Ernest Cline – Talking To A Fanboy At WonderCon

Ernest Cline – Talking To A Fanboy At WonderConRay Brown talked to Ernest Cline at WonderCon for Bleeding Cool.

Ernest Cline, the screenwriter of the movie Fanboys and author of the bestselling novel Ready Player One, is a special guest of the Con and appeared Saturday in a spotlight panel to discuss himself and his work.

Regarding Fanboys, Cline said the movie that got released is quite a bit different from the original cut.  Only about 80 percent of the movie is what he originally intended.  Cline offered the "Mantina" scene as an example of something that was foisted upon him and the director by Weinstein.

Cline wrote Ready Player One mainly for himself and his friends because the story celebrated all the '80s geek culture that he loves.  He never expected it to be as wildly successful as it has been.  In fact, Cline made it clear that he is still somewhat baffled that his geek niche novel somehow became a bestseller and the subject of a bidding war between Hollywood studios.

The rights to the movie were sold before Cline even finished the novel.  As part of the deal for the screen rights, Cline insisted that he write the screenplay.  The end result was that he started work on the screenplay the week after he submitted the final draft of the novel.

The book was not even released until six months after Cline started working on the screenplay.  As a result, Cline thinks Warner Brothers was not exactly sure what set the book apart and made it special.  Warner Brothers saw the book as a treasure hunt in a virtual world, according to Cline, but thought the '80s geekiness was superfluous.  It wasn't until the book came out to accolades that the Warner executives realized the movie would need to retain those elements.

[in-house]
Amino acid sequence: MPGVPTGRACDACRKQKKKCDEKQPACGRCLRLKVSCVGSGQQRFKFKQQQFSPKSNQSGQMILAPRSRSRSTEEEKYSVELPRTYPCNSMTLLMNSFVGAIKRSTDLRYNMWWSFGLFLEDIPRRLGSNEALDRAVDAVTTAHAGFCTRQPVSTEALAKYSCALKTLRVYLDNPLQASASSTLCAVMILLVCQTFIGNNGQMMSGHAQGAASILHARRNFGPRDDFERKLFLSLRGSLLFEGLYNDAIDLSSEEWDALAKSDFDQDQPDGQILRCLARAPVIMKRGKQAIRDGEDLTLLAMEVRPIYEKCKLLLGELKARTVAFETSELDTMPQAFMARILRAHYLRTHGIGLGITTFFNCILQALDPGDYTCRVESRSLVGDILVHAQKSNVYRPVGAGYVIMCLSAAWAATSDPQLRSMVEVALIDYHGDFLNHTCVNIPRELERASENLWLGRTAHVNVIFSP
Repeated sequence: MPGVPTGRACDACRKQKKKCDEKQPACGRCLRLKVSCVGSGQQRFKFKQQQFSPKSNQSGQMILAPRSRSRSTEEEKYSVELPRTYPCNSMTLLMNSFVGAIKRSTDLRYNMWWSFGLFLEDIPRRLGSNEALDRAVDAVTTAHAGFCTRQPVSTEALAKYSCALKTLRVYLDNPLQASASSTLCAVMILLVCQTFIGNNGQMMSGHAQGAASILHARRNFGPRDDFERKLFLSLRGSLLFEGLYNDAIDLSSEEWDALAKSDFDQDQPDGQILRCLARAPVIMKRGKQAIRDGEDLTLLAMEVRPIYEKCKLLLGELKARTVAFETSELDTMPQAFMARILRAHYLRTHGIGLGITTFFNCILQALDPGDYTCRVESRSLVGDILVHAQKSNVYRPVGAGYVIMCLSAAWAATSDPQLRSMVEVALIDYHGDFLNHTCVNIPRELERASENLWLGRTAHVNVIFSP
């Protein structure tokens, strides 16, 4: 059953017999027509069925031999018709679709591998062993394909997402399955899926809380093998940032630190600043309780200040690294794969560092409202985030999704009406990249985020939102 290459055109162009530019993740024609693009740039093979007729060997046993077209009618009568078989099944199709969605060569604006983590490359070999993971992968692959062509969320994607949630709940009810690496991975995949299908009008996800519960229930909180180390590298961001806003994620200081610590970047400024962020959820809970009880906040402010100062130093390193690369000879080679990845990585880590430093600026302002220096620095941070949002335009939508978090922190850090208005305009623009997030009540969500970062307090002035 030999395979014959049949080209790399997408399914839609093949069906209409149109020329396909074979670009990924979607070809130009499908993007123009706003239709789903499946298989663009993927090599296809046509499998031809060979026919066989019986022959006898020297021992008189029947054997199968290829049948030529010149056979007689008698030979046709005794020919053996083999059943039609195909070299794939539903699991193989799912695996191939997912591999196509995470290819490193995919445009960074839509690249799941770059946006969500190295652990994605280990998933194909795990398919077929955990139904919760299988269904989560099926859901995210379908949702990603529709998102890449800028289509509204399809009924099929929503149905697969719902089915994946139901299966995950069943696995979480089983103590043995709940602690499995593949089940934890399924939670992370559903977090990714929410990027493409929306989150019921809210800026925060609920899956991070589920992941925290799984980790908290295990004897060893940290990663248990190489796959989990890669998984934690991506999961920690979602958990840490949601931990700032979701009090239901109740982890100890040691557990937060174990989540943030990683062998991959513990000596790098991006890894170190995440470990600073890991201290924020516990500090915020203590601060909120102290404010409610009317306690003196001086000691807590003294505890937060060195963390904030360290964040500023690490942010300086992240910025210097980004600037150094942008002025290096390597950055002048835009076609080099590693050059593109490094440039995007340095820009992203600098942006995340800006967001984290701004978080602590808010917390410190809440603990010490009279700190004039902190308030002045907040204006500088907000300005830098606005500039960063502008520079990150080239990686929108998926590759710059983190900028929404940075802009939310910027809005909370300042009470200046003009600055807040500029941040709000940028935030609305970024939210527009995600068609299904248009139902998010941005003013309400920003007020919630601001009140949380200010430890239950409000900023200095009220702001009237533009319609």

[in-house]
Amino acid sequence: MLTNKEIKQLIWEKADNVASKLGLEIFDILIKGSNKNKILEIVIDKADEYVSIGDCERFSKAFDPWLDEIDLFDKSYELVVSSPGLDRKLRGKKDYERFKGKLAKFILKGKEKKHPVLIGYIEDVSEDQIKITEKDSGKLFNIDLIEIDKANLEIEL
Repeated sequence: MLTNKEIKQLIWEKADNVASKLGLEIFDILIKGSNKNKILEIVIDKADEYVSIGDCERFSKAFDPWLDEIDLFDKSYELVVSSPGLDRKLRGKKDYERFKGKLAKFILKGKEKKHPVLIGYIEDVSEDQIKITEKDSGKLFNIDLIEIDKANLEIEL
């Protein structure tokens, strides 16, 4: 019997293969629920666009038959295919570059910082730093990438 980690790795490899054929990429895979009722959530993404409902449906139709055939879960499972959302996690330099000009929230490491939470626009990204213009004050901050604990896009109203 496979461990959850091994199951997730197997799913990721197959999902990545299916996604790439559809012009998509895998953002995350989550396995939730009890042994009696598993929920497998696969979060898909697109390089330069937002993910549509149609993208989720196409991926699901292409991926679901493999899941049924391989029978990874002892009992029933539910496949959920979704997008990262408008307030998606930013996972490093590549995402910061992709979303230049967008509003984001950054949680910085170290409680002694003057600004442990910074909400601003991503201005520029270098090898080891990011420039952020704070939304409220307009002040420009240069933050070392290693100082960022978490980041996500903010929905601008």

As to the status of the movie, Cline said he assumes it's never going to happen.  It seemed that wasn't so much realism on Cline's part as it is that he doesn't want to be disappointed, so he'd rather assume it's not going to happen and be pleasantly surprised if it does.

If the movie is made, Cline would like to see unknowns in the roles of the kids.  For some of the supporting roles, however, Cline would love to see some of the parts go to various 1980s screen icons like John Cusack and Matthew Broderick.

Cline admitted that he never thought the book could be made into a movie because of the number of licensed properties that are integral to the plot.  He pointed out, though, that the fact that Warner Brothers bought the rights helps because a lot of the properties referenced in the book are already owned by Warners.  Cline also hopes that if the movie is made it will be the "perfect storm" in the same way Who Framed Roger Rabbit was – where there is so much excitement surrounding the project that all the license holders want to jump on the bandwagon.  Cline also noted that it would make sense for the license holders to give permission, because featuring their products as a plot point in a major motion picture would ultimately be the best advertising they could hope for.

Cline is currently working on a book about coming of age as a nerd at the dawn of the video game era.  He assured his fans, however, that he secured the websites and and he does intend to tell more stories in that world.

When asked why the book – which is filled with geek trivia including Dungeons & Dragons, anime, video games, music and movies – contains no major references to comic books, Cline offered two explanations: (1) He was poor and could not really afford comics growing up, and (2) Although he liked comics, they were not his passion.

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